I saw Bad Times at the El Royale late Thursday night and I’m still not quite sure how to describe the insane rollercoaster ride I went on. One thing is abundantly clear though, I absolutely loved every single minute of it. The cast, the setting, the cinematography, all of it. I laughed, I cried, I was nervous, I was never sure what twist would come next and the director and writer, Drew Goddard has delivered something incredibly fun.
Bad Times takes place in 1969 at the El Royale, a hotel right on the Nevada and California state line that is renowned for it’s parties and general debauchery .While it’s lost a bit of its luster, the El Royale brings together seven complete strangers each with different secrets and reasons that bring them to the infamous establishment. A priest from Bloomington, Indiana (Eww gross) Father Daniel Flynn (Jeff Bridges) checks in and crosses paths with a singer, Darlene Sweet (Cynthia Erivo), a vacuum salesman, Laramie Seymour Sullivan (Jon Hamm), and finally a foul mouthed hippee named Emily (Dakota Johnson). As soon as each stranger checks in the mystery’s of the hotel and each respective stranger are explored and uncovered through a series of twist and turns that show what’s really going on at the El Royale.
From top to bottom this is one of the most impressive casts that I’ve seen in a movie all year ( not counting Infinity War, because that’s not fair.). Jeff Bridges, Jon Hamm, Chris Hemsworth, Dakota Johnson, and Cynthia Ervio, are all superstars in their own right and everyone gives it their all. The standout is the always wonderful Jeff Bridges who delivers some truly heartbreaking moments, as well as his traditional charm and wit. Going into this movie I wasn’t expecting to tear up at all but damn, “The Dude” brought a tear to my eye. Bridges and Ervio have a lot of great scenes together and their chemistry throughout really make the film work. Ervio is already a well known stage actor whose portrayal of Celie in The Color Purple won her a Tony in 2016 and I actually got the chance to see her before it closed.It was honestly one of the greatest performances I’ve seen in my life and I couldn’t be happier that a general audience will be seeing more of her. She brings that same energy I saw in 2016 to this film and she really, really knocks it out of the park.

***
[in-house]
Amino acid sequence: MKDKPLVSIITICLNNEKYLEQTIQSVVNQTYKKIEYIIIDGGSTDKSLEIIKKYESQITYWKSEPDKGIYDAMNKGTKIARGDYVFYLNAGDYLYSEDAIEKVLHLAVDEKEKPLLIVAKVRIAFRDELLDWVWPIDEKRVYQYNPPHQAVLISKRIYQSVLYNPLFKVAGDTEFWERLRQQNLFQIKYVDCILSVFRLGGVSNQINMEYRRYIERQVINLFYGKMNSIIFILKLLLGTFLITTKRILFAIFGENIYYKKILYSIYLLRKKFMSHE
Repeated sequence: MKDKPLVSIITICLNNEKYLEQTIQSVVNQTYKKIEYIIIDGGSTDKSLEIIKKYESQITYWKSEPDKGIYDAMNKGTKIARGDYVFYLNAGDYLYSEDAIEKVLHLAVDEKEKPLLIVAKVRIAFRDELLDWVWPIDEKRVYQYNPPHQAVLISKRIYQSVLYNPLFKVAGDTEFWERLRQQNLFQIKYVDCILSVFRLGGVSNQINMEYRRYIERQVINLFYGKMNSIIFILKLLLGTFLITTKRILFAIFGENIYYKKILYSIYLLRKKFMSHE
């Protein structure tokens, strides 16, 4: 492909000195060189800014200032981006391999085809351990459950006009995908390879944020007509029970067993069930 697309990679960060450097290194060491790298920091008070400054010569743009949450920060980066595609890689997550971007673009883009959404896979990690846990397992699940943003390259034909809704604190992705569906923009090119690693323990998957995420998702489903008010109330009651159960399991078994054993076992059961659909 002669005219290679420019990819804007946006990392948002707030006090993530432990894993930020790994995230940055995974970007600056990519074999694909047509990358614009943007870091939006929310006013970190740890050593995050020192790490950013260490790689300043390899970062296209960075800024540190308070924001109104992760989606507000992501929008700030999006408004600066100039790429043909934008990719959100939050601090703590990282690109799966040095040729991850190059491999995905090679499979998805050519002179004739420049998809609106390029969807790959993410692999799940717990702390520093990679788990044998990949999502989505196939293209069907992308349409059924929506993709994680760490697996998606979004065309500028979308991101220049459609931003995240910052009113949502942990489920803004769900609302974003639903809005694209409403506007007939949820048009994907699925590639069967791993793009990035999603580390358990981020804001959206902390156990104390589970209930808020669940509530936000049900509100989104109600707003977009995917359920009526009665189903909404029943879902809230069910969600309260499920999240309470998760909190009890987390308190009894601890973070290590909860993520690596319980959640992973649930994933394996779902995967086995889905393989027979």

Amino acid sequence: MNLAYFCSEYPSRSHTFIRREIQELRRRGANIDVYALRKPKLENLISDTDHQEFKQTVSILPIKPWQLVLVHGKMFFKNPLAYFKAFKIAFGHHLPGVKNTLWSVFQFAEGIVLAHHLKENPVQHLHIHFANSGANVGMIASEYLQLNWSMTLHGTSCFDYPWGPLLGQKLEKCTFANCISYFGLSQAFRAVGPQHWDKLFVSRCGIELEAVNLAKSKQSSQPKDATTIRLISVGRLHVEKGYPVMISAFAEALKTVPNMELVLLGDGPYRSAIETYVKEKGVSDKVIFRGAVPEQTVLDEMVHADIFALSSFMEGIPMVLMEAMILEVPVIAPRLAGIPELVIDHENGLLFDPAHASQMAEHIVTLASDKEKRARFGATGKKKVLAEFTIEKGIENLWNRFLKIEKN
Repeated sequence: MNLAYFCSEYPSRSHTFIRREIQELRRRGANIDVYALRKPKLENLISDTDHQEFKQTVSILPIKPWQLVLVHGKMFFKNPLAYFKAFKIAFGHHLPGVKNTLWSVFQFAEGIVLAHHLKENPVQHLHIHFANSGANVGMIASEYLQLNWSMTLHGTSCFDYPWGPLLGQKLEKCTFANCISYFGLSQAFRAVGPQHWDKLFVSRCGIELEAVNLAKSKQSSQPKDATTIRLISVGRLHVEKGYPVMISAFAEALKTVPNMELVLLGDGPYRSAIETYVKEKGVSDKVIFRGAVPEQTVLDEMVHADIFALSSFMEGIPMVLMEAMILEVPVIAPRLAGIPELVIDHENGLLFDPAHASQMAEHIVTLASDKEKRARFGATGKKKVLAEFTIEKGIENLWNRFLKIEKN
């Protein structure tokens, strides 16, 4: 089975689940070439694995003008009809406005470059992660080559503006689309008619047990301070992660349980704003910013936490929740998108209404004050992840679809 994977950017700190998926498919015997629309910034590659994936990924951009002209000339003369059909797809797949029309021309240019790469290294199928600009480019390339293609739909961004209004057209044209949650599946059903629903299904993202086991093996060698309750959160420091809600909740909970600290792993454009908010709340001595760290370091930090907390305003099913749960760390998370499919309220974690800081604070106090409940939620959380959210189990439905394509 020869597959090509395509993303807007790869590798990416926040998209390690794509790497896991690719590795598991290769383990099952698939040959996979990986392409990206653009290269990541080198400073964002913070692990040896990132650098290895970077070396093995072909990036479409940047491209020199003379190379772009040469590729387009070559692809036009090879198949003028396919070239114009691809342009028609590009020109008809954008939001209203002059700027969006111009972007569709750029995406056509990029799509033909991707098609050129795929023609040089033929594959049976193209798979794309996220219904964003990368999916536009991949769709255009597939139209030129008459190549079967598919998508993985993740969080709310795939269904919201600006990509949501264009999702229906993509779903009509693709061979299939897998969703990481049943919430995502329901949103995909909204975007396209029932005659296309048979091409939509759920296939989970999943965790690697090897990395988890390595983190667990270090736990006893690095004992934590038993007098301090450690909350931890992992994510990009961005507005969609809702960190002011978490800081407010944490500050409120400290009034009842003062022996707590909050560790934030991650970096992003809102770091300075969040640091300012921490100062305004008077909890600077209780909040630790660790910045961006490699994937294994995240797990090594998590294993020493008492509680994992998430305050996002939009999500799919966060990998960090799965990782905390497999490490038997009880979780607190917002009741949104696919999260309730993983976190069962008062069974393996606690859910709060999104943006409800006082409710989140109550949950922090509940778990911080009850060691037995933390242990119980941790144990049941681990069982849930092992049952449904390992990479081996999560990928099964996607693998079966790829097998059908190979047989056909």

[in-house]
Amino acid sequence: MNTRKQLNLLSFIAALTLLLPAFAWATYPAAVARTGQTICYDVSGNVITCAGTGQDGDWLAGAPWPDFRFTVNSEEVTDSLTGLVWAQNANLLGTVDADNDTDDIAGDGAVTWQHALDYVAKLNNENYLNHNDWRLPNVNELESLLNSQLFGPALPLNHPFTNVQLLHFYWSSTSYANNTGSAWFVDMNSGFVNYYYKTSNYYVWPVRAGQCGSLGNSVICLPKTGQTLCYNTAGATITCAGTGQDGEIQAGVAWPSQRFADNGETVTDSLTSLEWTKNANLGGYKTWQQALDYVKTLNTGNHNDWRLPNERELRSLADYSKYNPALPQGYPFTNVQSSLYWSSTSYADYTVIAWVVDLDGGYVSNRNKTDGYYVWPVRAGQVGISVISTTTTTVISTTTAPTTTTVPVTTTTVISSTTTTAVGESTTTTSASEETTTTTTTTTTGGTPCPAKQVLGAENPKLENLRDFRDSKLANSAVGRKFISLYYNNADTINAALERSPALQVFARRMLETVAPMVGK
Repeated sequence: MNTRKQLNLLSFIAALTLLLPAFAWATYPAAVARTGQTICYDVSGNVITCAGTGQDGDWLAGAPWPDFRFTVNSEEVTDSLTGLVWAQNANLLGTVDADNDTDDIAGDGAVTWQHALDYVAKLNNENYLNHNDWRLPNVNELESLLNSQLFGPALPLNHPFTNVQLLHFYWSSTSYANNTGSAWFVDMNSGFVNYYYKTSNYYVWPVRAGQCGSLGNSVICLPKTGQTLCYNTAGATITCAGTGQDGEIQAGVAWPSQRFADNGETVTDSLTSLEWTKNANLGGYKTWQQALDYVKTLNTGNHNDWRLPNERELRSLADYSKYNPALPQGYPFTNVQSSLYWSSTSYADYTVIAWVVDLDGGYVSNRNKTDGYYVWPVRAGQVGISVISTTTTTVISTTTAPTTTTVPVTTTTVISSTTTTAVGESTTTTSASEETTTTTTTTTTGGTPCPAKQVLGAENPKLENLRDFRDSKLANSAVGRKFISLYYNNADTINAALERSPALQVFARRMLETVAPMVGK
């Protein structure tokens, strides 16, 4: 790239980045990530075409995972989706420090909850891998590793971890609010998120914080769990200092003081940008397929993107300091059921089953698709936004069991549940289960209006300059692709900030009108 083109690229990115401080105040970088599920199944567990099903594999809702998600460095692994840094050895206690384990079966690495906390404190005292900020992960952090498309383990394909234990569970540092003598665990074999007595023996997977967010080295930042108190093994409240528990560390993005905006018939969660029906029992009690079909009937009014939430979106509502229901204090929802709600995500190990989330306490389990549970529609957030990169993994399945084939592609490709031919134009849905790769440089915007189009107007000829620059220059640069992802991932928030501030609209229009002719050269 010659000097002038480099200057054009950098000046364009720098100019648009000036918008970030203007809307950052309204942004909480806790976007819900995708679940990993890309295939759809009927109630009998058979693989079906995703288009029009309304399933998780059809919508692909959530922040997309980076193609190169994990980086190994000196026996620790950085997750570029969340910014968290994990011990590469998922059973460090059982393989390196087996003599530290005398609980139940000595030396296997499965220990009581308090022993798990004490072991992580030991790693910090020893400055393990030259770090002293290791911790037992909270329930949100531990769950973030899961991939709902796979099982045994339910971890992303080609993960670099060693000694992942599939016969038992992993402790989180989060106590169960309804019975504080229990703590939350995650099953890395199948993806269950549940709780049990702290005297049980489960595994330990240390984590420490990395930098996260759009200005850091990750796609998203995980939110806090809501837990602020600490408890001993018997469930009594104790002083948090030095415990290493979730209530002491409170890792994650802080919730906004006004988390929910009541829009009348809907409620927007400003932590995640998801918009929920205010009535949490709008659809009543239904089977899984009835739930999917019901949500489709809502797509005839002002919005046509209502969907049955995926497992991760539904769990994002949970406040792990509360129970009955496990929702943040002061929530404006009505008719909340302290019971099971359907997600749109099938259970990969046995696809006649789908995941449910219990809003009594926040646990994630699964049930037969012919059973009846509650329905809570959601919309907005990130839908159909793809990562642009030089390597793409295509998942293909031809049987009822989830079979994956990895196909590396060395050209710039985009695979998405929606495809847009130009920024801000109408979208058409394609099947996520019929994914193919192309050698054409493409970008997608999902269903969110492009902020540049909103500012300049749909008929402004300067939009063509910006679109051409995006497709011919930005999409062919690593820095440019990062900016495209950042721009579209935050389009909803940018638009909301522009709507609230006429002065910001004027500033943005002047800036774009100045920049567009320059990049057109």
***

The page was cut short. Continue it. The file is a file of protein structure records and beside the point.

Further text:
You can have the most talented and star studded cast in the world but it doesn’t make a difference unless you have great writing and a compelling story to tell, and thankfully Goddard does. Admittedly it does start a little slow and can be a bit confusing at times, but when it gets going, man is it fun. Goddard is effortlessly able to bend and weave through different genres and always leave you on your toes. The story will often go back and forth in time to give some more perspective to the story and show what each person was doing at a specific pivotal moment and leads to a lot of A-HA moments.
First and foremost El Royale is a thriller, one that builds and builds, slowly pulling away the layers that finally give you the bigger picture. Along the way we get sprinkles of comedy, some action, and even a little bit of horror. It all pays off for a fun and heart-pounding final act that make sense of the sometimes convoluted plot.
Apart from the plot, El Royale is a wonderfully shot film. The scenery is bold and does a great job of selling the late 60’s aesthetic. It makes the El Royale itself a character that has different sides and gives the hotel it’s own personality that shines throughout.
As much as I really enjoyed El Royale, I can fully admit that it has one glaring problem, and I’ve alluded to it throughout. It can be really convoluted at times, and unnecessarily so. It’s a bit of a detriment to the plot at the beginning and as I said earlier, it’s a very slow start. One that I think people will point to as a glaring issue after seeing this movie.
Bad Times at the El Royale is a really fun thriller that has a vibe that’s all it’s own. The fantastic cast play their parts very well and really help the film succeed. Drew Goddard keeps the audience on their toes throughout the entire story and builds to an incredibly satisfying end. Not a bad time at all.
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